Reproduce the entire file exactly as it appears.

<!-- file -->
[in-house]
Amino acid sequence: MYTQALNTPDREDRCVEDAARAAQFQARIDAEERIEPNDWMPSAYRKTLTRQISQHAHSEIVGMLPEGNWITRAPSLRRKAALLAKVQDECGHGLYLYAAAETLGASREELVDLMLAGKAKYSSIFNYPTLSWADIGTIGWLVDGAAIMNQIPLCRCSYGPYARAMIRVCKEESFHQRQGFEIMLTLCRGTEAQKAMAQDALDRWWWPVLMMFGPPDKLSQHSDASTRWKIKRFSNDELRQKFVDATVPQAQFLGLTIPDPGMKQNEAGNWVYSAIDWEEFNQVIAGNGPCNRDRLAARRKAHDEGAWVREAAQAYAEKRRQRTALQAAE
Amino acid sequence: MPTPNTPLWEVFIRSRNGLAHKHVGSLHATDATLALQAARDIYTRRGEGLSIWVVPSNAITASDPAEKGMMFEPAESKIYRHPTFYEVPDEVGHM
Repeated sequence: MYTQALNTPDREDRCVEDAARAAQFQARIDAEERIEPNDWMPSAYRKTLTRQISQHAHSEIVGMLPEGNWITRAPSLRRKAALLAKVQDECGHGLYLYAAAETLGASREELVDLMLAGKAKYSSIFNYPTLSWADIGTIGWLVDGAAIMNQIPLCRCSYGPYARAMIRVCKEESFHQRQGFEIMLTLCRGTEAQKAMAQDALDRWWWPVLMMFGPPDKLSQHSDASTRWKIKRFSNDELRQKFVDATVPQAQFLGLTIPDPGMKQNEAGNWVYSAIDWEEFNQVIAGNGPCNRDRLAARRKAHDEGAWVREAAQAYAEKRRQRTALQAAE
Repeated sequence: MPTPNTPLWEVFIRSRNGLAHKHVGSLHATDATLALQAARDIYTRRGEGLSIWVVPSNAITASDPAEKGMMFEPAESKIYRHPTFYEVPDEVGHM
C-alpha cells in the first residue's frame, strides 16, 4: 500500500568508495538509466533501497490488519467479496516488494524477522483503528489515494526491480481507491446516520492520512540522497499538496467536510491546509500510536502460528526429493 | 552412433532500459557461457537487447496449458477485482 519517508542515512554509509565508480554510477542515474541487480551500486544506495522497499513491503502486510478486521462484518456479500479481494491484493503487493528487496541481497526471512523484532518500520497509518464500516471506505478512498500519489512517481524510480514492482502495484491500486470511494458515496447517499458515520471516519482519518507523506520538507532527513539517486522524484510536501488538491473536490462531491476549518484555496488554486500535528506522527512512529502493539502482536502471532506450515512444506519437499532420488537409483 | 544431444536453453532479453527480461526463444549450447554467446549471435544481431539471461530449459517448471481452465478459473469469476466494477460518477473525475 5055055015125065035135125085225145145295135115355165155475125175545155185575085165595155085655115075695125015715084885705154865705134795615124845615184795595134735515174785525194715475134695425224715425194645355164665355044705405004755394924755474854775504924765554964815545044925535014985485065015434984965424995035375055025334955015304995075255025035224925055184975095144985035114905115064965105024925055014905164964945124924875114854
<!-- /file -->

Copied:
[in-house]
Amino acid sequence: MYTQALNTPDREDRCVEDAARAAQFQARIDAEERIEPNDWMPSAYRKTLTRQISQHAHSEIVGMLPEGNWITRAPSLRRKAALLAKVQDECGHGLYLYAAAETLGASREELVDLMLAGKAKYSSIFNYPTLSWADIGTIGWLVDGAAIMNQIPLCRCSYGPYARAMIRVCKEESFHQRQGFEIMLTLCRGTEAQKAMAQDALDRWWWPVLMMFGPPDKLSQHSDASTRWKIKRFSNDELRQKFVDATVPQAQFLGLTIPDPGMKQNEAGNWVYSAIDWEEFNQVIAGNGPCNRDRLAARRKAHDEGAWVREAAQAYAEKRRQRTALQAAE
Amino acid sequence: MPTPNTPLWEVFIRSRNGLAHKHVGSLHATDATLALQAARDIYTRRGEGLSIWVVPSNAITASDPAEKGMMFEPAESKIYRHPTFYEVPDEVGHM
Repeated sequence: MYTQALNTPDREDRCVEDAARAAQFQARIDAEERIEPNDWMPSAYRKTLTRQISQHAHSEIVGMLPEGNWITRAPSLRRKAALLAKVQDECGHGLYLYAAAETLGASREELVDLMLAGKAKYSSIFNYPTLSWADIGTIGWLVDGAAIMNQIPLCRCSYGPYARAMIRVCKEESFHQRQGFEIMLTLCRGTEAQKAMAQDALDRWWWPVLMMFGPPDKLSQHSDASTRWKIKRFSNDELRQKFVDATVPQAQFLGLTIPDPGMKQNEAGNWVYSAIDWEEFNQVIAGNGPCNRDRLAARRKAHDEGAWVREAAQAYAEKRRQRTALQAAE
Repeated sequence: MPTPNTPLWEVFIRSRNGLAHKHVGSLHATDATLALQAARDIYTRRGEGLSIWVVPSNAITASDPAEKGMMFEPAESKIYRHPTFYEVPDEVGHM
C-alpha cells in the first residue's frame, strides 16, 4: 500500500568508495538509466533501497490488519467479496516488494524477522483503528489515494526491480481507491446516520492520512540522497499538496467536510491546509500510536502460528526429493 | 552412433532500459557461457537487447496449458477485482 519517508542515512554509509565508480554510477542515474541487480551500486544506495522497499513491503502486510478486521462484518456479500479481494491484493503487493528487496541481497526471512523484532518500520497509518464500516471506505478512498500519489512517481524510480514492482502495484491500486470511494458515496447517499458515520471516519482519518507523506520538507532527513539517486522524484510536501488538491473536490462531491476549518484555496488554486500535528506522527512512529502493539502482536502471532506450515512444506519437499532420488537409483 | 544431444536453453532479453527480461526463444549450447554467446549471435544481431539471461530449459517448471481452465478459473469469476466494477460518477473525475 5055055015125065035135125085225145145295135115355165155475125175545155185575085165595155085655115075695125015715084885705154865705134795615124845615184795595134735515174785525194715475134695425224715425194645355164665355044705405004755394924755474854775504924765554964815545044925535014985485065015434984965424995035375055025334955015304995075255025035224925055184975095144985035114905115064965105024925055014905164964945124924875114854